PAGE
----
No conversation about bad movies could ever be complete without mentioning 1958's Plan 9 from Outer Space.

Perennially considered one of the worst films ever made, I felt compelled to add it to this list. It currently holds a 65% approval rating on RottenTomatoes.com, but here's snippets from a couple of the "Fresh" reviews:
  • "Some things are best watched at 3am, wrapped in the warm glow of drunkenness. Plan 9 From Outer Space is one of them." (Ian Berriman, SFX Magazine)
  • "It's mind-numbingly brilliant in its overwhelming, soul-destroying badness." (Widgett Walls, Needcoffee.com)
  • "Only because it's so awful, it's good." (Randy Shulman, Metro Weekly)
The basic plot involves a group of aliens who are trying to take over the world. Their first eight plans have failed, but they're sure that "Plan 9," which involves using re-animated corpses to bring down world governments, will work... If you're not laughing already, you're not human.

This cinematic gem was brought to the world by none other than Ed Wood, commonly referred to as one of the worst directors of all time. Although I've only seen a couple of his flicks, this remains my favorite in that it's the worst one of the lot. In fact, it ranks as the worst movie I've ever seen. And I could watch it over and over again, and I would enjoy it every single time. There's absolutely nothing clicking in Plan 9, but that's what makes it so "good." The story, the dialogue, the music, the acting, the everything... it's all equally terrible. I laughed so hard the first time I watched it that I cried. Despite being constantly called the worst movie of all time (and I'm sure many people would debate that standing), Plan 9 from Outer Space has developed quite a cult following for the basic reason that it's so bad that it's good.

There's such a "respect" for movies that fall under the category of "so bad, it's good" that some filmmakers have started to make movies intentionally bad for the sole purpose of generating laughter. The most recognizable such film for me is Larry Blamire's parody of 1950's B-movies,

The Lost Skeleton of Cadavra. Blamire and his friends at Bantam Street Productions crafted a screenplay that was as bad as they could muster then performed some pitch-perfect "acting" to give the movie the feel of those bad B-movies from the '50s. I don't want to to go too far into the actual storyline, but it mostly centers around the search for a meteor containing the fictional element "Atmospherium" and a curse around the lost skeleton of Cadavra. It's one of the funniest movies that I've ever seen, and it's because the cast and crew successfully simulated the feel of a movie that's so bad, it's good. If you go in understanding that, I can guarantee you'll be rolling with laughter during The Lost Skeleton of Cadavra.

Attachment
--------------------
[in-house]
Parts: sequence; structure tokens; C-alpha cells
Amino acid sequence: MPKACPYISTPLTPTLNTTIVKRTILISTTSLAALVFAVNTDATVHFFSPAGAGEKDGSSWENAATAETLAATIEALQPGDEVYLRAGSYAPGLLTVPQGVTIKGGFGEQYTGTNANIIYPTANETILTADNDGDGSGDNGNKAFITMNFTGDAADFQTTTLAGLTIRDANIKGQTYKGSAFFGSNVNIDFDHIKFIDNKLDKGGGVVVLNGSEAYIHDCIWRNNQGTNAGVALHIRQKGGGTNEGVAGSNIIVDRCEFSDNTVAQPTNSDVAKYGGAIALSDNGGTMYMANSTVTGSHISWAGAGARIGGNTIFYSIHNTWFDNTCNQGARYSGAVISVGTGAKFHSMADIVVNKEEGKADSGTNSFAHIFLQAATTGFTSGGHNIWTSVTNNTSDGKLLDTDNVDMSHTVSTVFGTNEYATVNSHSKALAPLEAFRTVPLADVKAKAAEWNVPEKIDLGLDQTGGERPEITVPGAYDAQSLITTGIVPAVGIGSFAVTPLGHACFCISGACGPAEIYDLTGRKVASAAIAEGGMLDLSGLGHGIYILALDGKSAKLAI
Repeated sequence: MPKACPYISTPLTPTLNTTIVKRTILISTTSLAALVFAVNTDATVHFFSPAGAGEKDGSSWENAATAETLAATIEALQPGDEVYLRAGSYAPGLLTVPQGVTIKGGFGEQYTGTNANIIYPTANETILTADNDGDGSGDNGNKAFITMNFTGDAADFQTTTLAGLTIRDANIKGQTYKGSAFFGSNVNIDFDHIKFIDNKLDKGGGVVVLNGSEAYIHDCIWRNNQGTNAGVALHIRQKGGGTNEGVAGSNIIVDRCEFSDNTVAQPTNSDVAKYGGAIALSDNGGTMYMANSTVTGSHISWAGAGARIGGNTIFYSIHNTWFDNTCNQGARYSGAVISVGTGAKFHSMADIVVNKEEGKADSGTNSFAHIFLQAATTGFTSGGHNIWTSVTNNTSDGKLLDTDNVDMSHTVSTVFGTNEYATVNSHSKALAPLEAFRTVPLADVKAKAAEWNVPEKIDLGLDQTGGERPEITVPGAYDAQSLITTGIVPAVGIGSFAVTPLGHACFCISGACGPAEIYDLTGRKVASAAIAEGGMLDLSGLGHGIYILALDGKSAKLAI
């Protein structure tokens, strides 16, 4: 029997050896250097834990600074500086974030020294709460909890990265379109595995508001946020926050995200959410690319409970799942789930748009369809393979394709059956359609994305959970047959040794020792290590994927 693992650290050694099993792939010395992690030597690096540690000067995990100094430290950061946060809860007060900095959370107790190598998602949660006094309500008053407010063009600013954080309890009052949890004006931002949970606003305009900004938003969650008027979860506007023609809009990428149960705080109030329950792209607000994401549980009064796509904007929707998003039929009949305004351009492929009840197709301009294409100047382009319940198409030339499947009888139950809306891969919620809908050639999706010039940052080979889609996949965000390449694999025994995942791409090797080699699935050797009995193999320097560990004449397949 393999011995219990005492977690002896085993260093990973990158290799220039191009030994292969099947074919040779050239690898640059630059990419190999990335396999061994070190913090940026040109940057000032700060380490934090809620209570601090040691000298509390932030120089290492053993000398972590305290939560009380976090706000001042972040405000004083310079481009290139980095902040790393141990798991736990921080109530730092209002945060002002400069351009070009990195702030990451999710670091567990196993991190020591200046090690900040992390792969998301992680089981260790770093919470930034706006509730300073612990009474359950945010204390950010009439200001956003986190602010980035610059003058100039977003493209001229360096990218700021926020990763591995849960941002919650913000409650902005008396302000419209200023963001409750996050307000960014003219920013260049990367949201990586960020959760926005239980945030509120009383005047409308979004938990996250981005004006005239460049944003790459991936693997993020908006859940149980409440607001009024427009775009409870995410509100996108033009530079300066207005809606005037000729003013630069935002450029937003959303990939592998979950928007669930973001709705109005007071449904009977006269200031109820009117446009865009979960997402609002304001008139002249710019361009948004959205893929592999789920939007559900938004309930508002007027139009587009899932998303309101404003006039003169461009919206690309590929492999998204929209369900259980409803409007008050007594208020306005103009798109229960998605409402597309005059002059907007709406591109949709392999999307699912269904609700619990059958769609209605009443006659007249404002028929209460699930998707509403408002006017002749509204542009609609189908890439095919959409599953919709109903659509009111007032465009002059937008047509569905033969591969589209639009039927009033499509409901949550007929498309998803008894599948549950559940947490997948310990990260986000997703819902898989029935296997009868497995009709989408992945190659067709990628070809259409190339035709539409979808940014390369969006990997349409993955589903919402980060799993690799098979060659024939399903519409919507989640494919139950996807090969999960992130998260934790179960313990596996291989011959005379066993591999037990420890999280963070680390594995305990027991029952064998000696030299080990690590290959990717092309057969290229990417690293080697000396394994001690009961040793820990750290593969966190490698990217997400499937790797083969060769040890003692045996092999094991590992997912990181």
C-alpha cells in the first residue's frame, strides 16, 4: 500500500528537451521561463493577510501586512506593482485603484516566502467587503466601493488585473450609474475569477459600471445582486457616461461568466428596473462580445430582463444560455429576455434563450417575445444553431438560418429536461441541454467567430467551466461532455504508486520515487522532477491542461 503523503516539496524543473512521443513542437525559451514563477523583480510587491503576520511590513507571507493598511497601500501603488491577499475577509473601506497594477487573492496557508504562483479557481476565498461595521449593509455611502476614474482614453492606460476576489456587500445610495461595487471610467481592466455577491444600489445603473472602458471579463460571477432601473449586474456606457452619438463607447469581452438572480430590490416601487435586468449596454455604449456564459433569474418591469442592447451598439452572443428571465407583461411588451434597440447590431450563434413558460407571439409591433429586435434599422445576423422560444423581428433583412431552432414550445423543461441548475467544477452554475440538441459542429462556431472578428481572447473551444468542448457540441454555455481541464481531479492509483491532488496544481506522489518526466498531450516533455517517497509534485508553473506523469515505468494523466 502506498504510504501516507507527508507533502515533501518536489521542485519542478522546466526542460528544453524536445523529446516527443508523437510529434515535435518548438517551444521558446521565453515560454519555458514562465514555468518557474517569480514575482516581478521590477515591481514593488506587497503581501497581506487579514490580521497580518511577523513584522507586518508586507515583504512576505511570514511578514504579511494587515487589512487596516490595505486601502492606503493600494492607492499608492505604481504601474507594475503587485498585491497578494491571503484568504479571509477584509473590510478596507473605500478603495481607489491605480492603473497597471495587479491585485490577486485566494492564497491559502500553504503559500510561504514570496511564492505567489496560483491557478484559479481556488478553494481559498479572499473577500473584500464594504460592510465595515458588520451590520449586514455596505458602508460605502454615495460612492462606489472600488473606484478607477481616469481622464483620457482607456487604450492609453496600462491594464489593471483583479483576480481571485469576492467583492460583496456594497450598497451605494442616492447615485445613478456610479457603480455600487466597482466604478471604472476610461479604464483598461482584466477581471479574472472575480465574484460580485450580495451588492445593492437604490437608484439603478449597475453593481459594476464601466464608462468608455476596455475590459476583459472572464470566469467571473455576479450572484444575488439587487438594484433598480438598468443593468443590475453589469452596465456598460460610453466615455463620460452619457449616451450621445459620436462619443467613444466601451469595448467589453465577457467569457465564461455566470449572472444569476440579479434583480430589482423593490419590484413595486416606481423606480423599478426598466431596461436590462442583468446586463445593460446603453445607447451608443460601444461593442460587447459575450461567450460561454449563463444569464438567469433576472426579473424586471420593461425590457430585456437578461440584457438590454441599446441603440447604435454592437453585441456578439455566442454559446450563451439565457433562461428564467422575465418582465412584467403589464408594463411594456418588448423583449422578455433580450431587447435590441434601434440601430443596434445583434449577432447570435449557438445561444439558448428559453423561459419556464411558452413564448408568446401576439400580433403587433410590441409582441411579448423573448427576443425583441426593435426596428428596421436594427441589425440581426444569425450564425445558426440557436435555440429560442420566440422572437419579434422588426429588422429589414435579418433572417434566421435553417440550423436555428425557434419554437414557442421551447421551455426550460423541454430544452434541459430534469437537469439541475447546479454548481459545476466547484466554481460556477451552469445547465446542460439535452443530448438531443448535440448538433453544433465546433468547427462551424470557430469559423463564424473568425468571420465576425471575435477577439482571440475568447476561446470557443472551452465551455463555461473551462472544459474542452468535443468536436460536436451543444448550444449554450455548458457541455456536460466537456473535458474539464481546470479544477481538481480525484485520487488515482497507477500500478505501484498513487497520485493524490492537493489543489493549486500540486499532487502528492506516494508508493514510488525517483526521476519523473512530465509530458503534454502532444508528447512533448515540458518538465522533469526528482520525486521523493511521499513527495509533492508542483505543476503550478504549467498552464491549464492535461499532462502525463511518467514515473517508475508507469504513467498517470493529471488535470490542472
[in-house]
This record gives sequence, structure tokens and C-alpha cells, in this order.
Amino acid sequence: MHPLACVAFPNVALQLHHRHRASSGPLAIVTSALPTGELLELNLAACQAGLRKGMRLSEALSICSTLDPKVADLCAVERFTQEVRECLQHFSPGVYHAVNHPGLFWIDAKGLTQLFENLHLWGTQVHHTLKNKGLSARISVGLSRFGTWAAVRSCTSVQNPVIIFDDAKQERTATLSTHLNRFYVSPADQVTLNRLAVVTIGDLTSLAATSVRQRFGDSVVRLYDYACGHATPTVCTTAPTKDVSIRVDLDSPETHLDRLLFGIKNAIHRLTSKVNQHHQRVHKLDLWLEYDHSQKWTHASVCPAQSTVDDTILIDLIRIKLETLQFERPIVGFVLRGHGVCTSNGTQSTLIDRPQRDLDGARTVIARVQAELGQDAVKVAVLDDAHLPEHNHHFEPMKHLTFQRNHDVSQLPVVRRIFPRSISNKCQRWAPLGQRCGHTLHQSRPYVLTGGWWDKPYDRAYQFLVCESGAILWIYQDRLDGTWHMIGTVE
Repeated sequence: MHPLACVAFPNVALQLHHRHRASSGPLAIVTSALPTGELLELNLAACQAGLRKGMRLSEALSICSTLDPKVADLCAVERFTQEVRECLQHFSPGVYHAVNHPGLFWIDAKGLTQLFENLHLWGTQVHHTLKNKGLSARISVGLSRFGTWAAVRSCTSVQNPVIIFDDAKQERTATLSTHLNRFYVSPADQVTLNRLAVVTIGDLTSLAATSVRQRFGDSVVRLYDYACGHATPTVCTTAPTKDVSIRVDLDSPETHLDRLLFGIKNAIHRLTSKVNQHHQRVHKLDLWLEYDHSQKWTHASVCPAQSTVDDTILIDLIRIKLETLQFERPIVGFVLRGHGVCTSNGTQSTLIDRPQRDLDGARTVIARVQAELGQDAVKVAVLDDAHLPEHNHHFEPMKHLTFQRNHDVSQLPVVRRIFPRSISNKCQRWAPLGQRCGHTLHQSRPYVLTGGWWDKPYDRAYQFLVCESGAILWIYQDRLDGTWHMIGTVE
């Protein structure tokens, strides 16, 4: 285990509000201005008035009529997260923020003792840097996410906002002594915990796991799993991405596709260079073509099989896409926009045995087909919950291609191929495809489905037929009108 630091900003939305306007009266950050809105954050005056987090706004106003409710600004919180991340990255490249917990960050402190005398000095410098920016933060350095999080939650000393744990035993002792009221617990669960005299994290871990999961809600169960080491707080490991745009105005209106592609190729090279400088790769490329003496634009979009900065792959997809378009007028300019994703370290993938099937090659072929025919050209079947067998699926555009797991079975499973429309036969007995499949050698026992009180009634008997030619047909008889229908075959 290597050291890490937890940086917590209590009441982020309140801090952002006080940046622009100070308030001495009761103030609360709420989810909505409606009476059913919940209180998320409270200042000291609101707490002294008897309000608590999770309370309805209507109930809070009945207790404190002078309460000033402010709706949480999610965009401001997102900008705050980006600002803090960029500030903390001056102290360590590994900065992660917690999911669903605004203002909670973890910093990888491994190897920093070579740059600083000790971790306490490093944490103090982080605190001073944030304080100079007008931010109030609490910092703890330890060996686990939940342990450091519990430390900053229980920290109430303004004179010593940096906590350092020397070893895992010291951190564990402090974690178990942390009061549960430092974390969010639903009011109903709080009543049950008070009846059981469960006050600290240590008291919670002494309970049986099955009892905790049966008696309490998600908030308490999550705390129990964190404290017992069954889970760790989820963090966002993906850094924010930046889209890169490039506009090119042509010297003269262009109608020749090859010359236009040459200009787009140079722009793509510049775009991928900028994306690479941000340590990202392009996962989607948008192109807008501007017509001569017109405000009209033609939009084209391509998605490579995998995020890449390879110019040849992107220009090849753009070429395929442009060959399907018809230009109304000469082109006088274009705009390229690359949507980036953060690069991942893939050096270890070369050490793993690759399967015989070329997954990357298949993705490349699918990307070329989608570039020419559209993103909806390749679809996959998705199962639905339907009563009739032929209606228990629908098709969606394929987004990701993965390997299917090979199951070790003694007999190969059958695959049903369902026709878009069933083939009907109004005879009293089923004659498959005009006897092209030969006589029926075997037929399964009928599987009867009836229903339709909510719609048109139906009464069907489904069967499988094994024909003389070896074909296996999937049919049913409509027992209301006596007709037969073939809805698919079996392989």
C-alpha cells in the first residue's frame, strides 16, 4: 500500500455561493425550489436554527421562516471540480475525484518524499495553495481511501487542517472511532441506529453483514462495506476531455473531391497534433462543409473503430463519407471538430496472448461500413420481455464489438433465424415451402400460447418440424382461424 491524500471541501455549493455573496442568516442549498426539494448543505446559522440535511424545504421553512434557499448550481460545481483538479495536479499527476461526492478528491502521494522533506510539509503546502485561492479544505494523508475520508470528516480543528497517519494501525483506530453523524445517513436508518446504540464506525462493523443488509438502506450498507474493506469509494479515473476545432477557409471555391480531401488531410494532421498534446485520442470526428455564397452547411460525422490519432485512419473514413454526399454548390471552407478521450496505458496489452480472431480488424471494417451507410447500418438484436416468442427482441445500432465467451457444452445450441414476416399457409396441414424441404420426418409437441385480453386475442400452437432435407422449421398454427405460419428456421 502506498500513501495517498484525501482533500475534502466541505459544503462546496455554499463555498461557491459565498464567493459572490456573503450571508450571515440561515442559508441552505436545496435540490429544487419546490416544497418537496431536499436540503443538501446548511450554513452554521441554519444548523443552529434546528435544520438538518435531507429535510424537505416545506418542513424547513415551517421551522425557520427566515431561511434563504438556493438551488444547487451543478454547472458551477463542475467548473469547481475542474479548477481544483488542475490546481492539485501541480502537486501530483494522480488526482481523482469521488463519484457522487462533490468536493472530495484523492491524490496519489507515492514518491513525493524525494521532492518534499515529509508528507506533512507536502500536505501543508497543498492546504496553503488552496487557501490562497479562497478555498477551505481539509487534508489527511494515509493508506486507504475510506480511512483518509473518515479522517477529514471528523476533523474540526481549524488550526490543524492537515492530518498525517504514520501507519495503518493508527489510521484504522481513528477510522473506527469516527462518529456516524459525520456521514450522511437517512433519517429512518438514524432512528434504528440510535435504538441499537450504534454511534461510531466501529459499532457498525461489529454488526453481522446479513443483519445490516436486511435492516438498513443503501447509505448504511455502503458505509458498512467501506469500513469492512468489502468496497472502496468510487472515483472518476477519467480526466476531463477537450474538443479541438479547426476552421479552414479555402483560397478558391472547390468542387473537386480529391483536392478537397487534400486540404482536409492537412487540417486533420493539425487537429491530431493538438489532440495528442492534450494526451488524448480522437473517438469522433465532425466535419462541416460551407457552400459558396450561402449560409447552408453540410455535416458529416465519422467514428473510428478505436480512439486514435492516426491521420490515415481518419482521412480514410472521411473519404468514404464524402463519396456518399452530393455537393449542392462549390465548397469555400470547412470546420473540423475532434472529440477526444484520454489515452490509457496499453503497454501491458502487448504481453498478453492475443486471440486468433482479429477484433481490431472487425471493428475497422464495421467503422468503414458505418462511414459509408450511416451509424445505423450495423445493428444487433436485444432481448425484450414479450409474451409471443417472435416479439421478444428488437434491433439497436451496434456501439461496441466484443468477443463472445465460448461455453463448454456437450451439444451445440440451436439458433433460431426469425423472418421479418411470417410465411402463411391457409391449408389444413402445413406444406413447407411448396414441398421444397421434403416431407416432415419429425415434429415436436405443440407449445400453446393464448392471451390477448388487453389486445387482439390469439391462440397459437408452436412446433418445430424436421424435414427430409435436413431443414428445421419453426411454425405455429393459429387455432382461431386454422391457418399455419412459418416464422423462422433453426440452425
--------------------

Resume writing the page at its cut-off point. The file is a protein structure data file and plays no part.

Although there's dozens of movies I could probably reference in this post that haven't already been mentioned, I think I'll cut right here. We don't need too much overkill on this. However, I would like to point out the common thread from the breakdowns of the movies I did mention: laughter. Even when a movie gave me every reason to hate it, I was able to find ways to laugh at it. Sure, it may not have been the reaction intended, but you're still being entertained if you're laughing (unless, for some reason, you hate laughing; if that's true, you're definitely not human). In a day and age where it costs twelve dollars to see a movie - and even more if you're dabbling in the third dimension - it's no longer wise to walk out of a theater. Back when tickets were two bucks, I could understand leaving when a movie sucked, but when you're dropping as much dough as we are today, it's almost financially irresponsible to leave the theater. So if you're stuck with a bad movie, sit it out and look for ways to laugh at it. Any movie can be made absolutely hilarious - trust me, I've tried with quite a few. But there's no point in stewing over a bad flick when there's perfectly good and acceptable chuckles to be found.